First, it’s interesting that Cantor would again pledge “regular order.” He’s saying the House would pass its budget and appropriations bills and the Senate would do the same. Then a conference committee between the two legislative bodies would negotiate the differences until common ground is found.

But it’s misleading at best. Regular order has not happened on the budget. The House, so far, has refused to appoint members to a conference committee with the Senate instead insisting on a “pre-conference” negotiation. An editorial in The New York Times said the House actually prefers chaos to regular order. “Clearly, what is frustrating Republicans is that they do not have an imminent crisis to exploit to get their way,” the editorial said. “Since 2011, they have repeatedly relied on the threat of a government shutdown, or a possible credit default, to force damaging spending cuts. (That is how the sequester was created.)”

So even though the process of regular order is not working for the budget -- the big picture review of federal spending -- it is supposed to work for the individual appropriations bills that write checks agency by agency. Let me be clear about this: A regular order on appropriations would be a good thing for Indian Country. There are many friends in the House that could use that process to improve spending on at least key programs, such as health and education. (Remembering of course that the overall budget is somewhere between irresponsible and awful.) At the same time -- and in a contrary move -- the overall Appropriations process will be worse because House Republicans want more money for Defense and to pay for that they will look to cut more domestic spending.

It will be up to the Senate to say no.

Unfortunately this situation won’t change until after the next election. Because it’s not only the Senate that can say no. Republicans are in a position to halt any new spending, or even a lifting of the sequester itself. South Dakota Sen. John Thune recently told The Washington Post, “I don’t anticipate that the sequester gets turned off. That to me is one of the few areas where we actually have cut spending.” He’s the number three ranking Republican in the Senate so his views are reflective. (more…)

A case for closure

idaho RANDY
STAPILUS
 
The Idaho
Column

Since 1981, the four states of Washington, Oregon, Idaho and Montana have – under terms of a federal law signed into effect early that year – created and formed a joint agency aimed at planning for electric power production and resource (especially fish) production, and meshing the two goals together. It is now, after a name change a while back, called the Northwest Power and Conservation Council, and it is based at Portland.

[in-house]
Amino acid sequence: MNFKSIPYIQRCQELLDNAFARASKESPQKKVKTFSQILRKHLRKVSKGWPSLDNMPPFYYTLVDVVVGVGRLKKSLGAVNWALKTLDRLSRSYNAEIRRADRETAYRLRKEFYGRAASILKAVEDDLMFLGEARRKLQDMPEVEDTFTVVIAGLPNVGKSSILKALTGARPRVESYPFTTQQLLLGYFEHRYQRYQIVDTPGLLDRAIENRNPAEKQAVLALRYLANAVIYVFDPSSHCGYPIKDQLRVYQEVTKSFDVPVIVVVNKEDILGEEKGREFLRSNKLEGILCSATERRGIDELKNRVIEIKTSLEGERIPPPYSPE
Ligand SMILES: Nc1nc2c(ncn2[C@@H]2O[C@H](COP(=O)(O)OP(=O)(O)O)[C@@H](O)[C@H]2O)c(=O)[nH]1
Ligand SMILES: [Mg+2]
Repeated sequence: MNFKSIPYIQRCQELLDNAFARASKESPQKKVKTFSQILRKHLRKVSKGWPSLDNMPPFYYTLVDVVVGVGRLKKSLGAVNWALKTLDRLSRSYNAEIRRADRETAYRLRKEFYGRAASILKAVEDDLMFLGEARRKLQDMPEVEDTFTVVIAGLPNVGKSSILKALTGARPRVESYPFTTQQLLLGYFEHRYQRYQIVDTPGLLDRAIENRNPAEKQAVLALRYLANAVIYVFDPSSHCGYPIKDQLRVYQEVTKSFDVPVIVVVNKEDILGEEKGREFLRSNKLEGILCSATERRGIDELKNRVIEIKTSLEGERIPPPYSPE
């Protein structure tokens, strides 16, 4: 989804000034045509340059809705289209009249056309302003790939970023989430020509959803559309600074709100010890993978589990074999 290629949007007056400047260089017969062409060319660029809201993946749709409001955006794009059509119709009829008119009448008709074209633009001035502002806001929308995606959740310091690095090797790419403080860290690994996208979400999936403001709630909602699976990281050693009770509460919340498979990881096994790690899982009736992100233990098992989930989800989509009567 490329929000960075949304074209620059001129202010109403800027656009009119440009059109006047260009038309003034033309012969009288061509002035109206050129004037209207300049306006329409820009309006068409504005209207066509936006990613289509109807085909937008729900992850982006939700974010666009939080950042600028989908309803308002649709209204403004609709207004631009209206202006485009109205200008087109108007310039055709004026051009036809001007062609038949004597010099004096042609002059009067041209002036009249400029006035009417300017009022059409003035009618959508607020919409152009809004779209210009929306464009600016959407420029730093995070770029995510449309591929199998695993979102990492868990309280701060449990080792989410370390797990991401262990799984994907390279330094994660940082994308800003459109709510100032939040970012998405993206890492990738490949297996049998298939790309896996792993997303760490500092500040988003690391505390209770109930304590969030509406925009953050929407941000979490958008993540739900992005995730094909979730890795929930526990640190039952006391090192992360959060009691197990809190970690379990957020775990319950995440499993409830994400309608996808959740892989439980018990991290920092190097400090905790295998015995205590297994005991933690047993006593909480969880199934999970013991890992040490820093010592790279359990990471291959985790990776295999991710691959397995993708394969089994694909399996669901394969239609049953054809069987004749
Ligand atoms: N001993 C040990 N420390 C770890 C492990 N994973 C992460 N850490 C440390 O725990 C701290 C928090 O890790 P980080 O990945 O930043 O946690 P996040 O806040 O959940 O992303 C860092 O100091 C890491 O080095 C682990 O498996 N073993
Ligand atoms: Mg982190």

It's a fair-sized agency, starting with a council that has two members from each of the four states, and including staff at Portland and elsewhere. For decades, it has rolled along, often not much noticed by the public or many other people aside from the Bonneville Power Administration, with which it is required to work. It delivers occasional reports and recommendations.

Here's a little secret few people probably have ever realized: All it would take to eliminate this agency is for three of the four state governors to agree to end it. That's it: The Council would then vanish.

That's one point about the council that its very first member, Idahoan Chris Carlson, makes in his new book Medimont Reflections: 40 Years of Issues and Idahoans. (Disclosure: I'm the publisher of that book, which is being released right about now, through Ridenbaugh Press.) You can find this highly obscure dissolution provision in the Northwest Power Planning Act at section 839b(b)(5)(A). If the governors invoked it the Council would be gone, period.

Here's another point Carlson makes: The governors should use that authority and eliminate the council. (more…)

First take: Sentence changes

news

SENTENCE CHANGES There's talk that serious changes in sentencing might not make it through this year's Oregon legislative session. But when you have the hard-nosed coalition of DAs, who have been most opposing to relaxing the sentencing rules, getting behind some serious compromises, you have to think that something may be coming. Something, along the lines of figuring that the prosecutors wouldn't be doing this if they didn't some wall handwriting. Not that it's all a settled deal. But a useful piece in the Eugene Register Guard does suggest some lines along which a final substantial bill may emerge.